Many surmise that the Golden Age of Pianism is dead and that no one can now recapture the supple tone and grandiose elegance of, say, Horowitz or Rubinstein or Serkin. I dwelt in that despondent camp until I heard Olga Kern perform before a packed Belk Theatre in Charlotte on February 7.

Arising from the steppes of Russia, as did many of her “golden age” predecessors, Kern leapt to the world stage by winning Van Cliburn competition, the first woman to do so in more than thirty years. She then began concertizing with orchestras internationally. She made her Carnegie Hall debut on May 1, 2004, in Zankel Hall, and was invited back eleven days later to perform in the famous Isaac Stern Auditorium. She tours extensively and currently has four albums on the Harmonia Mundi label.

The opening piece of the evening was the idiomatic “Variations Sérieuses” by Felix Mendelssohn, a work considered by many to be the composer’s finest score for solo piano. Mendelssohn gave it this title (“serious variations”) to differentiate it from the plethora of tasteless, whimsical variations based on operas being written at the time. It was given a satisfactory reading by Kern, who showed ample contrapuntal technique in the fourth and tenth variations and a keen ability to alter the emotion spontaneously. She created an anxious mood in the final variation and generally captured every nuance that she was supposed to without bringing too much of herself into the work. This is typical of the new generation of pianists – mechanically-perfect, competition-winning automatons – and I expected more of the same.

I was pleasantly surprised with the next selection, the scherzo from A Midsummer Night’s Dream, written by Mendelssohn and transcribed for solo piano by Sergei Rachmaninov. It was an interesting programmatic choice to sandwich this barn-burner between two exceedingly sober pieces, and it worked quite well, creating an identifiable connection with the audience. She played with flair and dazzling speed and for the first time separated herself from her machine-like cohorts.

Despite Kern’s well known penchant for the less common works of the repertoire, her next piece was the wildly popular Sonata No. 2 in B-flat minor of Frédéric Chopin. She played the first movement at a fast tempo, and it worked well within the realm of her interpretation of the sonata. The scherzo movement followed suit, in fast tempi but also suited to the performance. The famous largo, “Marche funèbre,” featured wonderful color, and Kern displayed her ability to paint a scene. The darkness was overwhelming and the “wind over the grave” was spine-chilling. One could imagine leaves fluttering over an old Polish graveyard as the sun set and an eerie night ensued. Overall, the work was given an original reading, something very difficult to achieve in a composition that so often appears among concert pianists’ repertoires. Her use of different hues to outline pictures and her introductions of colors were magnificent and left the audience breathless as they stood for intermission.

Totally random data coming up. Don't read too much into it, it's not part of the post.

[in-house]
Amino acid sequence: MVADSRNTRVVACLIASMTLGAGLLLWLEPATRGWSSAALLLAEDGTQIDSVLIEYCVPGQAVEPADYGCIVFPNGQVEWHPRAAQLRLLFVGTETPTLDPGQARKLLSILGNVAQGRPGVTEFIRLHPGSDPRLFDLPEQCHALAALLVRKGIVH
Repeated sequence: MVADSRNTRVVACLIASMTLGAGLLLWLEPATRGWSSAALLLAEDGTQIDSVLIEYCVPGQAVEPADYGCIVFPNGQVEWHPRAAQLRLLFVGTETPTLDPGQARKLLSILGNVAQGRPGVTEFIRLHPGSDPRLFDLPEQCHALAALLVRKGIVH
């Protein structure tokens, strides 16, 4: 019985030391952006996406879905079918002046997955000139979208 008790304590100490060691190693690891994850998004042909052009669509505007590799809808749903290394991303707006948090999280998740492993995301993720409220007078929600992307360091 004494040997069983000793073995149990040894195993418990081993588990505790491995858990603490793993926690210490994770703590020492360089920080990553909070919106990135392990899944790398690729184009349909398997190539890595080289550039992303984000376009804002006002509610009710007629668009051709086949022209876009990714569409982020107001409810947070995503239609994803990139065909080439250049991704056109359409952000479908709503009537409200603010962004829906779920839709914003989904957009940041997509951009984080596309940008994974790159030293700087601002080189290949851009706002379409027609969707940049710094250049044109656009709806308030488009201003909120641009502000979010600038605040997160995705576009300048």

The opening pieces of the second half were the Morceaux de Fantaisie, Op. 3, of Sergei Rachmaninov. The selections were written in 1892 when the composer was 19 years old, and the collection contains some very significant works, including the well known Prelude in C-Sharp Minor, a piece that was a thorn in Rachmaninov’s side because audiences would not let him leave a recital without playing it. (He once declared that he wished he had never written it.) Kern displayed her special affinity with the great Russian composer throughout the five selections but was inimitable in the Prelude and the Serenade in B-flat minor. Following the stunning Morceaux, Kern ended the program with the virtuosic “Réminiscences de Don Juan” of Franz Liszt. A true test of the endurance and technique of any pianist, this is typically little more than a showpiece for the entertainment of dilettantes, but Kern made it a masterwork. Dazzling accuracy and voracious speed mixed with restraint that brought the suspense to a feverish pitch made this piece shine.

After heavy applause, Kern graciously played a few encores, including Rachmaninov’s transcription of Rimsky-Korsakov’s “Flight of the Bumblebee.” Kern has a velvety touch and enough virtuosity to place her among the great pianists of our day. Her rhythms cut like a knife, and the sonority she creates has few parallels today.